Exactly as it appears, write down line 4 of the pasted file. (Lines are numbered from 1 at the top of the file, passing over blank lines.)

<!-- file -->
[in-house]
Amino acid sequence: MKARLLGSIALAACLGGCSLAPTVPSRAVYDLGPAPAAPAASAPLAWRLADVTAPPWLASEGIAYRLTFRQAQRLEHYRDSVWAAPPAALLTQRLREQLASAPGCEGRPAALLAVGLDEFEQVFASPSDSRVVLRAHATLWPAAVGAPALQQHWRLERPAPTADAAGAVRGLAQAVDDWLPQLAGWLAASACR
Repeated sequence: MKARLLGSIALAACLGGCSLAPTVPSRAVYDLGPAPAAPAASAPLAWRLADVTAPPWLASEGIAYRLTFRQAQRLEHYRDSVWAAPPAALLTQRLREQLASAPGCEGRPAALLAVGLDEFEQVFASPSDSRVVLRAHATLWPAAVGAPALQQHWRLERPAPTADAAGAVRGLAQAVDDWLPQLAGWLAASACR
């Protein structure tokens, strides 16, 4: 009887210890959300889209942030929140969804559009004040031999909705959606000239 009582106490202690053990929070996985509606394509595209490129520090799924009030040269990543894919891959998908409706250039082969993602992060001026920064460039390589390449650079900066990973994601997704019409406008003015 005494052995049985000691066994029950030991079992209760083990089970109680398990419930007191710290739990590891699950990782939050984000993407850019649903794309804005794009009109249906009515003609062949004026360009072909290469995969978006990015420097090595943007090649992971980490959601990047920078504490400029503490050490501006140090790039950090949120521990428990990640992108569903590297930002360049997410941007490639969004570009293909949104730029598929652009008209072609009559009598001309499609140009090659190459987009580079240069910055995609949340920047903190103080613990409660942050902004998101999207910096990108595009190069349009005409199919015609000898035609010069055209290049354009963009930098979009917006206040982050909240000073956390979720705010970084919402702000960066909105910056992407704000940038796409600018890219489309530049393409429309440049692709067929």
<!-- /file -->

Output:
């Protein structure tokens, strides 16, 4: 009887210890959300889209942030929140969804559009004040031999909705959606000239 009582106490202690053990929070996985509606394509595209490129520090799924009030040269990543894919891959998908409706250039082969993602992060001026920064460039390589390449650079900066990973994601997704019409406008003015 005494052995049985000691066994029950030991079992209760083990089970109680398990419930007191710290739990590891699950990782939050984000993407850019649903794309804005794009009109249906009515003609062949004026360009072909290469995969978006990015420097090595943007090649992971980490959601990047920078504490400029503490050490501006140090790039950090949120521990428990990640992108569903590297930002360049997410941007490639969004570009293909949104730029598929652009008209072609009559009598001309499609140009090659190459987009580079240069910055995609949340920047903190103080613990409660942050902004998101999207910096990108595009190069349009005409199919015609000898035609010069055209290049354009963009930098979009917006206040982050909240000073956390979720705010970084919402702000960066909105910056992407704000940038796409600018890219489309530049393409429309440049692709067929």